Nuclear Power Plant’s Plan B Can Be Improved

I’m no nuclear scientist, and it is probably too early to have definitive information for what went wrong at Fukushima Dai-ichi nuclear power plant. From armchair guesstimation, I came up with this possible series of events that led us to the current state of affairs:

  1. The earthquake near Sendai disrupted the power grid in the Northeast region of Japan.
  2. The power generators automatically shut down for self-protection (they don’t want to generate power and keep it!).
  3. The nuclear generators automatically shut down, also for self-protection (the heat they generate was no longer needed by the turbines). This stopped the controlled chain reaction, but the radioactive fuel still generated some heat due to spontaneous radioactive decay.
  4. The back-up (diesel) generators started automatically, to keep the reactors cool.
  5. When the tsunami came, it knocked out the diesel generators.
  6. At this point, the backup batteries were pressed into service.
  7. About an hour later, the backup batteries were exhausted, and there were no more levels of backup.

Maybe Plan B often works out badly, causing the disasters we get to know. But they don’t have to.

In this case, it is apparent that the secondary backup system was started correctly, and the tertiary backup system was not destroyed or damaged, but rather run through its designed cycle. The problem is that the tertiary system was never designed to last many days while the primary and secondary systems were out of commission. (It’s also possible that the batteries were not even designed to power the cooling system.)

And why did the secondary system fail? After all, it was designed to run independently, without external resources, and it is apparent that the reactor buildings were not damaged by either the earthquake or tsunami. Here I venture a hypothesis. It failed because it did require an external resource after all, albeit one that was generally ubiquitous and plentiful.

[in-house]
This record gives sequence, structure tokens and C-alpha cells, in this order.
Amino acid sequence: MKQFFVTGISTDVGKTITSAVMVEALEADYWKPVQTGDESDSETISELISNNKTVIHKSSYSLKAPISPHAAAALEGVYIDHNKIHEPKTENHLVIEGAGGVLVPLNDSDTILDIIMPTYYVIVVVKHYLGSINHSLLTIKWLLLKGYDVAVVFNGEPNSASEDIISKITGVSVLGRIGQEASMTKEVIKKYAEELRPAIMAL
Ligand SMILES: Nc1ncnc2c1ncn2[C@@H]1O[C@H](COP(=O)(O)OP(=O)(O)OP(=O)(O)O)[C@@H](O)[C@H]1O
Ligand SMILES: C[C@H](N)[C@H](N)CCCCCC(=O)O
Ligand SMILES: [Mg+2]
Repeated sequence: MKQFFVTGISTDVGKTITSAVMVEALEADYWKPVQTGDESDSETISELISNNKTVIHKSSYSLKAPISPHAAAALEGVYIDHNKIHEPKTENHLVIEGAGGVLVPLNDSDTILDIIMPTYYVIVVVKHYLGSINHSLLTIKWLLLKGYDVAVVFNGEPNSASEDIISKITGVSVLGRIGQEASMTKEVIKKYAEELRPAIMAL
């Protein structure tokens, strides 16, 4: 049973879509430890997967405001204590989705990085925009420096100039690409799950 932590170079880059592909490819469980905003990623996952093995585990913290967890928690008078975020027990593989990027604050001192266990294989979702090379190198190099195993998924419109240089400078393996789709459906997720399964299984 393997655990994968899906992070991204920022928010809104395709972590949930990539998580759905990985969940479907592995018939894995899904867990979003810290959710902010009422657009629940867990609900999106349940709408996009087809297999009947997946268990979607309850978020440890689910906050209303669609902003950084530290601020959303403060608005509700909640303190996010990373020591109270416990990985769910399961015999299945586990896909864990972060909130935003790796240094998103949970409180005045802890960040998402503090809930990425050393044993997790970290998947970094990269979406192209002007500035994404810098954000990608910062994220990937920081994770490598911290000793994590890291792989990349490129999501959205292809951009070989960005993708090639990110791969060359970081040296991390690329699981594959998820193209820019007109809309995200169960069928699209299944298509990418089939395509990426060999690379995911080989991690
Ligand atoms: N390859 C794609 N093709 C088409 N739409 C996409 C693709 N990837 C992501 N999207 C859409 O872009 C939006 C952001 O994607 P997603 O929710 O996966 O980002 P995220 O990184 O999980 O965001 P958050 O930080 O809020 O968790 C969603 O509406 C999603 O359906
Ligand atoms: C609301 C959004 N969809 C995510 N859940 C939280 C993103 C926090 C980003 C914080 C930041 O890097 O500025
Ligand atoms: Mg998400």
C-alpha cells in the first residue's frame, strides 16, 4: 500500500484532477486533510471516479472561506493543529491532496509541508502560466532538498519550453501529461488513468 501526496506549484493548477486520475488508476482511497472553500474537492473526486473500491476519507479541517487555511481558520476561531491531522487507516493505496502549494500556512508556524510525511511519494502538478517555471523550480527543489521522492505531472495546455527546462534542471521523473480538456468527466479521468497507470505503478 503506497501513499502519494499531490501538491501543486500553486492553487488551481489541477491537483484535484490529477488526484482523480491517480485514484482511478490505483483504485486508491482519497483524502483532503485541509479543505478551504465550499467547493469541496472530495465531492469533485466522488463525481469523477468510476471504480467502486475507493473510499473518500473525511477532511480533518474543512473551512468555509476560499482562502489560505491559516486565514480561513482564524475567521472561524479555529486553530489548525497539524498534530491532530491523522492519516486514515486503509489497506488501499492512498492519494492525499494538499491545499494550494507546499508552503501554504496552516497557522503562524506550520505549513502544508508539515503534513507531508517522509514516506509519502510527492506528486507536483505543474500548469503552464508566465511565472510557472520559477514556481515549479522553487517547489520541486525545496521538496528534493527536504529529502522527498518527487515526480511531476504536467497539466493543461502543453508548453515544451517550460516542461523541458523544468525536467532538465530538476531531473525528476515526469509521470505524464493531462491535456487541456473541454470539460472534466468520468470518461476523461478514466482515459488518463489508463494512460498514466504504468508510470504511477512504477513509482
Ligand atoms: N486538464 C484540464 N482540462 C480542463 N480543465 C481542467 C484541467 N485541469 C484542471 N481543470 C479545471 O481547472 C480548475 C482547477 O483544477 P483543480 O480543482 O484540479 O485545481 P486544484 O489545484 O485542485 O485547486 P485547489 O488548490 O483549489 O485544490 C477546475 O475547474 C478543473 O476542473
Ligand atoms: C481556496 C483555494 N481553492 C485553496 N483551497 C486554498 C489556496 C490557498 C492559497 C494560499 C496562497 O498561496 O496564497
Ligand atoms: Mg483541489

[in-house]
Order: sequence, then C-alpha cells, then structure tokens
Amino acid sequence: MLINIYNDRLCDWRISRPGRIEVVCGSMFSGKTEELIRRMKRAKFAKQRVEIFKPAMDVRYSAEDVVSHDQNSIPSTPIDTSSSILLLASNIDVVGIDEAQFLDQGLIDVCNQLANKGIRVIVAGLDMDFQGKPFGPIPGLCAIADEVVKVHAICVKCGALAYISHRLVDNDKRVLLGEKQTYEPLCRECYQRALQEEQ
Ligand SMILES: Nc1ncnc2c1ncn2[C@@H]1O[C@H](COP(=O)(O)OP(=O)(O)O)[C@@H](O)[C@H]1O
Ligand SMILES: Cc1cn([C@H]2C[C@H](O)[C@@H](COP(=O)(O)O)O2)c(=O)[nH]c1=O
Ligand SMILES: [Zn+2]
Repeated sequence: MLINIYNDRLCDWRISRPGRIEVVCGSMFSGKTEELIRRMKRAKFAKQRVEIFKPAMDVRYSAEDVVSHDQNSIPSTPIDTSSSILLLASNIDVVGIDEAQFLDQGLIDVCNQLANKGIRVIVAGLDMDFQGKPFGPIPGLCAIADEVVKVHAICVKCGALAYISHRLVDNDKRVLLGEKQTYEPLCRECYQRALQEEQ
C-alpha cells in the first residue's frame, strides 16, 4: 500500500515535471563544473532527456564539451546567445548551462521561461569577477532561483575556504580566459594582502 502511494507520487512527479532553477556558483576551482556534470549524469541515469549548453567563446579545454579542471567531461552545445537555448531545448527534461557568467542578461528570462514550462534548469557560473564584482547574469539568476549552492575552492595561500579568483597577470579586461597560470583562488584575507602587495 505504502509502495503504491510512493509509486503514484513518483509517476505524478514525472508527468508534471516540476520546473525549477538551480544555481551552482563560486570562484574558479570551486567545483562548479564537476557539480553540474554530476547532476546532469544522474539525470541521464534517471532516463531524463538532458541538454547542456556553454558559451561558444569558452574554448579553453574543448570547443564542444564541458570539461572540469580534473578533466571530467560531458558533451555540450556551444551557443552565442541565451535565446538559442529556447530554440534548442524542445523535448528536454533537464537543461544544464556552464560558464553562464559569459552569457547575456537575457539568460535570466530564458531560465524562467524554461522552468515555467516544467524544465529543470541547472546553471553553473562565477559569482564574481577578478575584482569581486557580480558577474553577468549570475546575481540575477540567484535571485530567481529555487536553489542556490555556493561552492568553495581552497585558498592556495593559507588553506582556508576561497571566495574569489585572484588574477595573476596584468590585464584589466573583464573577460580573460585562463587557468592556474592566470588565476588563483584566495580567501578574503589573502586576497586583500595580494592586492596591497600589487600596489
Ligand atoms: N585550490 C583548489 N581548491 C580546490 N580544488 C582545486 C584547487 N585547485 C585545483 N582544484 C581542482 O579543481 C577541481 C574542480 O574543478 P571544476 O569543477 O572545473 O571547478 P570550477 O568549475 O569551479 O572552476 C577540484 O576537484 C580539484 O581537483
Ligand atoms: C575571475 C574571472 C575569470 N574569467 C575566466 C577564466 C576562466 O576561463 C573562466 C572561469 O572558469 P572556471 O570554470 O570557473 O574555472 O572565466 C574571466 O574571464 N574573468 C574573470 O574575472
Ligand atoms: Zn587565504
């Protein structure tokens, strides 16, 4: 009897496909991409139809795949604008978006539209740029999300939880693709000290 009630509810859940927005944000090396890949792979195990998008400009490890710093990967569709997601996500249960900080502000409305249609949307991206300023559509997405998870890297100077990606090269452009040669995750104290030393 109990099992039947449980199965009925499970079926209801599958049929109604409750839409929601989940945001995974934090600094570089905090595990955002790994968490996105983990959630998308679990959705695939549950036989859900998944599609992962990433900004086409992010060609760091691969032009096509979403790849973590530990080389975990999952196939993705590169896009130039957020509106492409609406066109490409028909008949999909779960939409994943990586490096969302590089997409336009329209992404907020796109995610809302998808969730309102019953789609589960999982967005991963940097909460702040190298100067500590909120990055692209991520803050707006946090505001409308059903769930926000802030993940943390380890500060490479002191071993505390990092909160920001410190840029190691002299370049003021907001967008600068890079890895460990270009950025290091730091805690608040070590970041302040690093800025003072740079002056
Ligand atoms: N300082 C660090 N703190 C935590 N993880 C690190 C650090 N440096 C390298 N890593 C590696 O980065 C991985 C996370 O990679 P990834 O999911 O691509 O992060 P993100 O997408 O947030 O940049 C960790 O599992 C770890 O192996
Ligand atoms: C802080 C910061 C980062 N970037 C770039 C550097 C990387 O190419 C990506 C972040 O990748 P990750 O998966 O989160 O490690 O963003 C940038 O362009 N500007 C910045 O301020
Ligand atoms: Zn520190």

You see, diesel is fossil fuel, and a diesel engine cannot run without air. And in a tsunami, the air intake would be inundated, smothering the engine. Furthermore, the seawater and debris would cause long term damage to the air intake and outlet systems.

This leads to the obvious solution: why don’t we design a completely independent and enclosed backup power generator system to run the cooling system? We can use the radioactive decay heat to run a small generator, which runs either a secondary cooling system or the main cooling system at a reduced level. This would not require any external resources, not even air, and therefore can be completely enclosed (a friend of mine relates the design to the generator in a nuclear-powered submarine). The only point where this system would fail is where there is no enough heat to run the generator, but the point is also one that relieves the necessity to run the secondary cooling system!

(Admittedly there is another possible failure mechanism for this design: if the surrounding environment is too hot—its definition depends in turn on the design of the cooling system—the backup turbine might not run, or the cooling system might not remove enough heat from the reactor. But if that happens, we have a much bigger problem on our hand than a runaway nuclear power plant.)

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